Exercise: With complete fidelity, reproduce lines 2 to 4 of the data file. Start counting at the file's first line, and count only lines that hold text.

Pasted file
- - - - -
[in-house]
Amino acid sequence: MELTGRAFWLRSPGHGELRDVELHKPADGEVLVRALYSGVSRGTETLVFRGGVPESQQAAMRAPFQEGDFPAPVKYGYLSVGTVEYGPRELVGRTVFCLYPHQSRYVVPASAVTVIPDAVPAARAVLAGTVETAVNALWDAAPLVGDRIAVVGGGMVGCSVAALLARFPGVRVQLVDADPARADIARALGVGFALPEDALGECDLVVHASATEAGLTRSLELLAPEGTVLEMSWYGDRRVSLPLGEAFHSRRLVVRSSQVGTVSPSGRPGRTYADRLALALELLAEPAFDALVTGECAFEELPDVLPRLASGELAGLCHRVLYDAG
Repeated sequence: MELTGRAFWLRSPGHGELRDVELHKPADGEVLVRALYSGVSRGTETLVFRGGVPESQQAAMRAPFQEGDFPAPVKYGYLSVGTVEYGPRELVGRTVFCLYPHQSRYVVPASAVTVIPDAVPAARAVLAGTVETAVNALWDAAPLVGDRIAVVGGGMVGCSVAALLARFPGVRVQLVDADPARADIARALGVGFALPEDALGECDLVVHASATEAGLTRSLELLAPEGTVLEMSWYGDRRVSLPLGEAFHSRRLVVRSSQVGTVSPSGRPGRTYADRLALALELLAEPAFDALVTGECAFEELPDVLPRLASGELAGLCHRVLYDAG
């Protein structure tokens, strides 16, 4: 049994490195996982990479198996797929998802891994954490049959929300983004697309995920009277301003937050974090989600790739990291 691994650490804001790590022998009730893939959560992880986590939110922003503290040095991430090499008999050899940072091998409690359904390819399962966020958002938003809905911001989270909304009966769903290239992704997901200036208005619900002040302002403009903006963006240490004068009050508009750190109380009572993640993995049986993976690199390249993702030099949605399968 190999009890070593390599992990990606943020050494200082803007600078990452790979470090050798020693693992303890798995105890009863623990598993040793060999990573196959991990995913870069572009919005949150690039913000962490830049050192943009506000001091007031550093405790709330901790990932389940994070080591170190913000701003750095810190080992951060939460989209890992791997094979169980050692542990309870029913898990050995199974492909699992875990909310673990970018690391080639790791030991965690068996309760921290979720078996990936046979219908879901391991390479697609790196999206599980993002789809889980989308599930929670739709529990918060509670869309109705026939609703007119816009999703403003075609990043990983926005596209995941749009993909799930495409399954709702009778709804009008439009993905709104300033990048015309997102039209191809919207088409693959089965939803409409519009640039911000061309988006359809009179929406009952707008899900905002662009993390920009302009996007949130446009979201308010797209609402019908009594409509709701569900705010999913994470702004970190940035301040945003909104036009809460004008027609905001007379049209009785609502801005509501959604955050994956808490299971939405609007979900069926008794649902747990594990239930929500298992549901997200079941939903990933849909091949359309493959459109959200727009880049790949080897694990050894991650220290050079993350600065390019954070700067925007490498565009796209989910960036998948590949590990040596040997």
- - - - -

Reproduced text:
Amino acid sequence: MELTGRAFWLRSPGHGELRDVELHKPADGEVLVRALYSGVSRGTETLVFRGGVPESQQAAMRAPFQEGDFPAPVKYGYLSVGTVEYGPRELVGRTVFCLYPHQSRYVVPASAVTVIPDAVPAARAVLAGTVETAVNALWDAAPLVGDRIAVVGGGMVGCSVAALLARFPGVRVQLVDADPARADIARALGVGFALPEDALGECDLVVHASATEAGLTRSLELLAPEGTVLEMSWYGDRRVSLPLGEAFHSRRLVVRSSQVGTVSPSGRPGRTYADRLALALELLAEPAFDALVTGECAFEELPDVLPRLASGELAGLCHRVLYDAG
Repeated sequence: MELTGRAFWLRSPGHGELRDVELHKPADGEVLVRALYSGVSRGTETLVFRGGVPESQQAAMRAPFQEGDFPAPVKYGYLSVGTVEYGPRELVGRTVFCLYPHQSRYVVPASAVTVIPDAVPAARAVLAGTVETAVNALWDAAPLVGDRIAVVGGGMVGCSVAALLARFPGVRVQLVDADPARADIARALGVGFALPEDALGECDLVVHASATEAGLTRSLELLAPEGTVLEMSWYGDRRVSLPLGEAFHSRRLVVRSSQVGTVSPSGRPGRTYADRLALALELLAEPAFDALVTGECAFEELPDVLPRLASGELAGLCHRVLYDAG
């Protein structure tokens, strides 16, 4: 049994490195996982990479198996797929998802891994954490049959929300983004697309995920009277301003937050974090989600790739990291 691994650490804001790590022998009730893939959560992880986590939110922003503290040095991430090499008999050899940072091998409690359904390819399962966020958002938003809905911001989270909304009966769903290239992704997901200036208005619900002040302002403009903006963006240490004068009050508009750190109380009572993640993995049986993976690199390249993702030099949605399968 190999009890070593390599992990990606943020050494200082803007600078990452790979470090050798020693693992303890798995105890009863623990598993040793060999990573196959991990995913870069572009919005949150690039913000962490830049050192943009506000001091007031550093405790709330901790990932389940994070080591170190913000701003750095810190080992951060939460989209890992791997094979169980050692542990309870029913898990050995199974492909699992875990909310673990970018690391080639790791030991965690068996309760921290979720078996990936046979219908879901391991390479697609790196999206599980993002789809889980989308599930929670739709529990918060509670869309109705026939609703007119816009999703403003075609990043990983926005596209995941749009993909799930495409399954709702009778709804009008439009993905709104300033990048015309997102039209191809919207088409693959089965939803409409519009640039911000061309988006359809009179929406009952707008899900905002662009993390920009302009996007949130446009979201308010797209609402019908009594409509709701569900705010999913994470702004970190940035301040945003909104036009809460004008027609905001007379049209009785609502801005509501959604955050994956808490299971939405609007979900069926008794649902747990594990239930929500298992549901997200079941939903990933849909091949359309493959459109959200727009880049790949080897694990050894991650220290050079993350600065390019954070700067925007490498565009796209989910960036998948590949590990040596040997």